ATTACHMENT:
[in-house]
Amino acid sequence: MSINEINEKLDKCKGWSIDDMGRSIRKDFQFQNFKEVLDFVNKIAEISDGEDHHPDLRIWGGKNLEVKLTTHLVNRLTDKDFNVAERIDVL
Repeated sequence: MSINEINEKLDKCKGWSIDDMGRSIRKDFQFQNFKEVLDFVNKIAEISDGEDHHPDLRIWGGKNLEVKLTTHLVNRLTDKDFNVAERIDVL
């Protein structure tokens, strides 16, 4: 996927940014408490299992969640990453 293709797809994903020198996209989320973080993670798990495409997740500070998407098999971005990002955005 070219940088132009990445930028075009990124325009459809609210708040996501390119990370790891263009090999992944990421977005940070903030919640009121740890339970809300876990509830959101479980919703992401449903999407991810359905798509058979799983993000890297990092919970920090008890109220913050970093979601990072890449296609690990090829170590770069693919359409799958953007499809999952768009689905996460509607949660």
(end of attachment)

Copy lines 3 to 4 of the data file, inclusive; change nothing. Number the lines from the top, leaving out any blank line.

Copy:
Repeated sequence: MSINEINEKLDKCKGWSIDDMGRSIRKDFQFQNFKEVLDFVNKIAEISDGEDHHPDLRIWGGKNLEVKLTTHLVNRLTDKDFNVAERIDVL
């Protein structure tokens, strides 16, 4: 996927940014408490299992969640990453 293709797809994903020198996209989320973080993670798990495409997740500070998407098999971005990002955005 070219940088132009990445930028075009990124325009459809609210708040996501390119990370790891263009090999992944990421977005940070903030919640009121740890339970809300876990509830959101479980919703992401449903999407991810359905798509058979799983993000890297990092919970920090008890109220913050970093979601990072890449296609690990090829170590770069693919359409799958953007499809999952768009689905996460509607949660």